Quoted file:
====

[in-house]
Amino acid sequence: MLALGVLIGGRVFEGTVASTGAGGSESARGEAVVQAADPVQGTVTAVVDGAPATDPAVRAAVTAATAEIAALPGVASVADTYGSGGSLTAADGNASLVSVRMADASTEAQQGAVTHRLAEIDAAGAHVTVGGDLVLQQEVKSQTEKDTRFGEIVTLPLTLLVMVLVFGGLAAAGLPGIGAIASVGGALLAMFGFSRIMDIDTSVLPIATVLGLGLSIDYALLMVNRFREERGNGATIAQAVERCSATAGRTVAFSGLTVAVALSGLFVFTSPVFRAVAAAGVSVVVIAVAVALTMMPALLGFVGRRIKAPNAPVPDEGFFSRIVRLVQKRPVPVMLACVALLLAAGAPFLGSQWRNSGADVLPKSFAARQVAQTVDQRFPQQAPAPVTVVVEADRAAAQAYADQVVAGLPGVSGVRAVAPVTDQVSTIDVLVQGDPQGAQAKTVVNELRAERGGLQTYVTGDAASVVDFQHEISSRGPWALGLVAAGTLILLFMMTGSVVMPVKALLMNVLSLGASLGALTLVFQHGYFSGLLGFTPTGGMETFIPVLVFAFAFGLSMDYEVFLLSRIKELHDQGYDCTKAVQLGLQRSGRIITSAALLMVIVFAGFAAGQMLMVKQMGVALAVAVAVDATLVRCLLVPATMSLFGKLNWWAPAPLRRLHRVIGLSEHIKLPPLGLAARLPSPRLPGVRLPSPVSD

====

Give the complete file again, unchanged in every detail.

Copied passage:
[in-house]
Amino acid sequence: MLALGVLIGGRVFEGTVASTGAGGSESARGEAVVQAADPVQGTVTAVVDGAPATDPAVRAAVTAATAEIAALPGVASVADTYGSGGSLTAADGNASLVSVRMADASTEAQQGAVTHRLAEIDAAGAHVTVGGDLVLQQEVKSQTEKDTRFGEIVTLPLTLLVMVLVFGGLAAAGLPGIGAIASVGGALLAMFGFSRIMDIDTSVLPIATVLGLGLSIDYALLMVNRFREERGNGATIAQAVERCSATAGRTVAFSGLTVAVALSGLFVFTSPVFRAVAAAGVSVVVIAVAVALTMMPALLGFVGRRIKAPNAPVPDEGFFSRIVRLVQKRPVPVMLACVALLLAAGAPFLGSQWRNSGADVLPKSFAARQVAQTVDQRFPQQAPAPVTVVVEADRAAAQAYADQVVAGLPGVSGVRAVAPVTDQVSTIDVLVQGDPQGAQAKTVVNELRAERGGLQTYVTGDAASVVDFQHEISSRGPWALGLVAAGTLILLFMMTGSVVMPVKALLMNVLSLGASLGALTLVFQHGYFSGLLGFTPTGGMETFIPVLVFAFAFGLSMDYEVFLLSRIKELHDQGYDCTKAVQLGLQRSGRIITSAALLMVIVFAGFAAGQMLMVKQMGVALAVAVAVDATLVRCLLVPATMSLFGKLNWWAPAPLRRLHRVIGLSEHIKLPPLGLAARLPSPRLPGVRLPSPVSD